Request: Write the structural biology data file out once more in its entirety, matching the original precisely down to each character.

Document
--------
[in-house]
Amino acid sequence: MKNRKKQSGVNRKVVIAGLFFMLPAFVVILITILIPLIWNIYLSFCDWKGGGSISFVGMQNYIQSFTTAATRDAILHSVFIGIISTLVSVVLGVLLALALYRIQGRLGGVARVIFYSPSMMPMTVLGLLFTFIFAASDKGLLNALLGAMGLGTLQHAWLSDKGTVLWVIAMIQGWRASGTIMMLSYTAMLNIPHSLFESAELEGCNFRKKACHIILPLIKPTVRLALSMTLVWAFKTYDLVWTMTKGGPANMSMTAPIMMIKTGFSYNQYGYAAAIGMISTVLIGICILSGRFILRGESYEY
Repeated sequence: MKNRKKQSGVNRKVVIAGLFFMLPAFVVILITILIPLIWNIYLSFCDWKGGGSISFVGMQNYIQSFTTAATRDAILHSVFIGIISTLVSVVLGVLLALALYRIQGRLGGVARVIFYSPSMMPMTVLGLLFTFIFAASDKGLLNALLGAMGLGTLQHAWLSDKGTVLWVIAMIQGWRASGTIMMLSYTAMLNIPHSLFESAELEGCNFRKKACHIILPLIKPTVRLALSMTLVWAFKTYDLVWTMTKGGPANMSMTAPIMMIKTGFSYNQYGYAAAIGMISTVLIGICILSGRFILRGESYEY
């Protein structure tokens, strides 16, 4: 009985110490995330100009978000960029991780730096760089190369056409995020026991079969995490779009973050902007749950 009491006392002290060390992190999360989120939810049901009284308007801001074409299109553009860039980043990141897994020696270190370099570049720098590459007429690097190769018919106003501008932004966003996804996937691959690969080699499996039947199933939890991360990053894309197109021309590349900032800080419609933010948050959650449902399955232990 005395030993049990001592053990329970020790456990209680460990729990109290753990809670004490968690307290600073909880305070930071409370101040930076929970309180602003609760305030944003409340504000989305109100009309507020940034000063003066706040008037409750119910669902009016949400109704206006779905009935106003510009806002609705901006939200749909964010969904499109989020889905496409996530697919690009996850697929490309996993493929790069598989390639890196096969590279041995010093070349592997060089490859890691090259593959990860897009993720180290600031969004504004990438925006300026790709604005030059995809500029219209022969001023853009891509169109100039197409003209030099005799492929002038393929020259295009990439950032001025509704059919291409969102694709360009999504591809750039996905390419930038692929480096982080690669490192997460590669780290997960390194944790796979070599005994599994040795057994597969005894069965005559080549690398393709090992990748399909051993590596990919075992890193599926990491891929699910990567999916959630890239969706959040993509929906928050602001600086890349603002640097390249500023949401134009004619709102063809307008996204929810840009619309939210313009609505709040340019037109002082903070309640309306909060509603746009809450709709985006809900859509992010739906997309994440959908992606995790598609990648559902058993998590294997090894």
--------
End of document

[in-house]
Amino acid sequence: MKNRKKQSGVNRKVVIAGLFFMLPAFVVILITILIPLIWNIYLSFCDWKGGGSISFVGMQNYIQSFTTAATRDAILHSVFIGIISTLVSVVLGVLLALALYRIQGRLGGVARVIFYSPSMMPMTVLGLLFTFIFAASDKGLLNALLGAMGLGTLQHAWLSDKGTVLWVIAMIQGWRASGTIMMLSYTAMLNIPHSLFESAELEGCNFRKKACHIILPLIKPTVRLALSMTLVWAFKTYDLVWTMTKGGPANMSMTAPIMMIKTGFSYNQYGYAAAIGMISTVLIGICILSGRFILRGESYEY
Repeated sequence: MKNRKKQSGVNRKVVIAGLFFMLPAFVVILITILIPLIWNIYLSFCDWKGGGSISFVGMQNYIQSFTTAATRDAILHSVFIGIISTLVSVVLGVLLALALYRIQGRLGGVARVIFYSPSMMPMTVLGLLFTFIFAASDKGLLNALLGAMGLGTLQHAWLSDKGTVLWVIAMIQGWRASGTIMMLSYTAMLNIPHSLFESAELEGCNFRKKACHIILPLIKPTVRLALSMTLVWAFKTYDLVWTMTKGGPANMSMTAPIMMIKTGFSYNQYGYAAAIGMISTVLIGICILSGRFILRGESYEY
């Protein structure tokens, strides 16, 4: 009985110490995330100009978000960029991780730096760089190369056409995020026991079969995490779009973050902007749950 009491006392002290060390992190999360989120939810049901009284308007801001074409299109553009860039980043990141897994020696270190370099570049720098590459007429690097190769018919106003501008932004966003996804996937691959690969080699499996039947199933939890991360990053894309197109021309590349900032800080419609933010948050959650449902399955232990 005395030993049990001592053990329970020790456990209680460990729990109290753990809670004490968690307290600073909880305070930071409370101040930076929970309180602003609760305030944003409340504000989305109100009309507020940034000063003066706040008037409750119910669902009016949400109704206006779905009935106003510009806002609705901006939200749909964010969904499109989020889905496409996530697919690009996850697929490309996993493929790069598989390639890196096969590279041995010093070349592997060089490859890691090259593959990860897009993720180290600031969004504004990438925006300026790709604005030059995809500029219209022969001023853009891509169109100039197409003209030099005799492929002038393929020259295009990439950032001025509704059919291409969102694709360009999504591809750039996905390419930038692929480096982080690669490192997460590669780290997960390194944790796979070599005994599994040795057994597969005894069965005559080549690398393709090992990748399909051993590596990919075992890193599926990491891929699910990567999916959630890239969706959040993509929906928050602001600086890349603002640097390249500023949401134009004619709102063809307008996204929810840009619309939210313009609505709040340019037109002082903070309640309306909060509603746009809450709709985006809900859509992010739906997309994440959908992606995790598609990648559902058993998590294997090894």